Although it would be nice to say that all forms of chocolate are good for your dental health, that’s unfortunately not the case. Both milk and white chocolates have a lower amount of cocoa in them, making them a less healthy option. However, dark chocolate that contains at least 70% cocoa in it is the type of healthy chocolate you should be reaching for the next time you hit the grocery store or movie theater. Although this type of bitter dark chocolate may get some getting used to, it’s good to get into the habit of providing your body with the nutrients it needs in order to maintain both a healthy body and mouth.

The next time someone tells you to “Slowly back away from the chocolate”, hit them with this information on how dark chocolate is actually beneficial to your oral health, and they are bound to leave you alone.

To learn more about dental care or to schedule an appointment with one of our dental professionals, contact our office today!

Can’t Make It to the Dentist? How to Treat Dental Pain at Home

Woman with Toothache.Whether it’s sharp shooting pain or a deep dull aching sensation that you’re experiencing in your mouth, dental pain is the worst. If you’re experiencing any signs or symptoms of dental pain but can’t make it to your dental office for a few days, here are 3 ways to help lessen the pain and make you feel comfortable until your appointment.

Ice

Dental pain typically comes with inflammation which can not only contribute to said pain but can also cause things such as sleeping or eating to be overall uncomfortable endeavers. In order to keep the swelling down, the best thing you can do for it is to ice it a few times a day–both morning and night. Make sure that you choose an ice solution that can easily conform to your face like a medical gel ice pack or a bag of frozen vegetables— this will help to target all portions of the jaw that are inflamed. Keep the ice on your jaw for at least 15-20 minutes at a time.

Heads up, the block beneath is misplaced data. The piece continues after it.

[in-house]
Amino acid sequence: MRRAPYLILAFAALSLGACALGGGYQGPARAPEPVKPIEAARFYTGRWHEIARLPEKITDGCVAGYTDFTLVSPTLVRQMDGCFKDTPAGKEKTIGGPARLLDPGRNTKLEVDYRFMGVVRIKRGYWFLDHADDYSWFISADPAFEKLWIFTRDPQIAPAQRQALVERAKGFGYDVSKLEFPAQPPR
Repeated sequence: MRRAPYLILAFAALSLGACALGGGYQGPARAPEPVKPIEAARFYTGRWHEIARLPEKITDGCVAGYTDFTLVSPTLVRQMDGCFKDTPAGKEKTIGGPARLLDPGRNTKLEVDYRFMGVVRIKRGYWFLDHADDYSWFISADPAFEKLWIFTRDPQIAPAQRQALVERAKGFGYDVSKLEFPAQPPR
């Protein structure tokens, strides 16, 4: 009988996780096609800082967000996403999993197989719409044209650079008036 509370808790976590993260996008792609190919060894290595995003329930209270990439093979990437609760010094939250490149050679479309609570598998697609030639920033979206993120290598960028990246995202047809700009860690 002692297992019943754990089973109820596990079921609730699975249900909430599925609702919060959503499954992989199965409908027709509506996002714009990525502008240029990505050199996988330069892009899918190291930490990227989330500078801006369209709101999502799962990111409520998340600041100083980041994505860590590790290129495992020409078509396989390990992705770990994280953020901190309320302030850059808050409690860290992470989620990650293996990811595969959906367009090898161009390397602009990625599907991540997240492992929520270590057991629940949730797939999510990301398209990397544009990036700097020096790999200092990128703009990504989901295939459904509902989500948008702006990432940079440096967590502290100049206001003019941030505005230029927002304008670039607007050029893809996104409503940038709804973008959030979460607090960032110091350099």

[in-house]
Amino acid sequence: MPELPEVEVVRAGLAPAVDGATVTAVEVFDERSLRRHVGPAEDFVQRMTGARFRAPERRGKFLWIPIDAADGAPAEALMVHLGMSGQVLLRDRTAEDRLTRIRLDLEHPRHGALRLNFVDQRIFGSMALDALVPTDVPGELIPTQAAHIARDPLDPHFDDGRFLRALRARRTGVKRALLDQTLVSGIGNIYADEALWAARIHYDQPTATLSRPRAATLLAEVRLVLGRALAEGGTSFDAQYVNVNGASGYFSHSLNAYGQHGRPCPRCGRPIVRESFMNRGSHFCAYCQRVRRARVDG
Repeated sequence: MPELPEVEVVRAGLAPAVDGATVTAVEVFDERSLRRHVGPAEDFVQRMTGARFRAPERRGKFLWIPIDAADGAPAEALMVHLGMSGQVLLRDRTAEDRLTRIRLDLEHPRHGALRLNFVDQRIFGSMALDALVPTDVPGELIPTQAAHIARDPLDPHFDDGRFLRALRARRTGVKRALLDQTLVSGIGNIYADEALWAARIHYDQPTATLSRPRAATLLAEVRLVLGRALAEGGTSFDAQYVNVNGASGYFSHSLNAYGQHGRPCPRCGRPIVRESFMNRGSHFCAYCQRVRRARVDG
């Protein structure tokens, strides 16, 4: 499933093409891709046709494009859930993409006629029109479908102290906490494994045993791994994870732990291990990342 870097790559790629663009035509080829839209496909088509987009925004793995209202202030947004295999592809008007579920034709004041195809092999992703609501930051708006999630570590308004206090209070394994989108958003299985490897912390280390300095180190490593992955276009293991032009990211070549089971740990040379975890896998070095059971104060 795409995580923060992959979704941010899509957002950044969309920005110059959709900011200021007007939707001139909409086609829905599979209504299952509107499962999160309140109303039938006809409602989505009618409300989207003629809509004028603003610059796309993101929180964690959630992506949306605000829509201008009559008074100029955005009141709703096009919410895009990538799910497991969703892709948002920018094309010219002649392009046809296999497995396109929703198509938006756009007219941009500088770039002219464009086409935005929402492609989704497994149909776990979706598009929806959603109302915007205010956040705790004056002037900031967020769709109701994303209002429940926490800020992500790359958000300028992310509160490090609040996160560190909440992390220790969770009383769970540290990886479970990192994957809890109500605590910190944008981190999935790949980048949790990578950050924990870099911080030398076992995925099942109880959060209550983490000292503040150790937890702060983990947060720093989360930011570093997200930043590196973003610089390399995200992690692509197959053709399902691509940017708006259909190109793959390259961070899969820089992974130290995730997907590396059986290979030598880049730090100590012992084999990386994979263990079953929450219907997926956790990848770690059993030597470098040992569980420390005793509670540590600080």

Ibuprofen

If you’re like many people, the last thing you want to do is inject your body with a pain killer when you think you can just as easily cope with the pain. However, as a non-habit forming pain-killer and anti-inflammatory, Ibuprofen will not only help you feel more comfortable but it will help to reduce inflammation which can lead to infection. Depending on your weight and the severity of the pain, you can take anywhere from 400-800 milligrams of Ibuprofen per day.

Rest

If your body is trying to fight off some sort of dental infection, it is going to need all of the rest it can get. While you’re waiting to go to the dentist, try to avoid extreme workouts and instead opt for an evening on the couch watching your favorite movie. By giving your body the rest and relaxation it deserves, it can start to repair any oral problems and work to naturally fight off infection.

Contact our office to learn more or schedule an appointment!

Our office has re-opened as of June 1st, 2020

Though many things have changed, one thing that remains the same is our commitment to your care and safety.

To learn more about the updated safety measures we are taking as we reopen our doors, click here.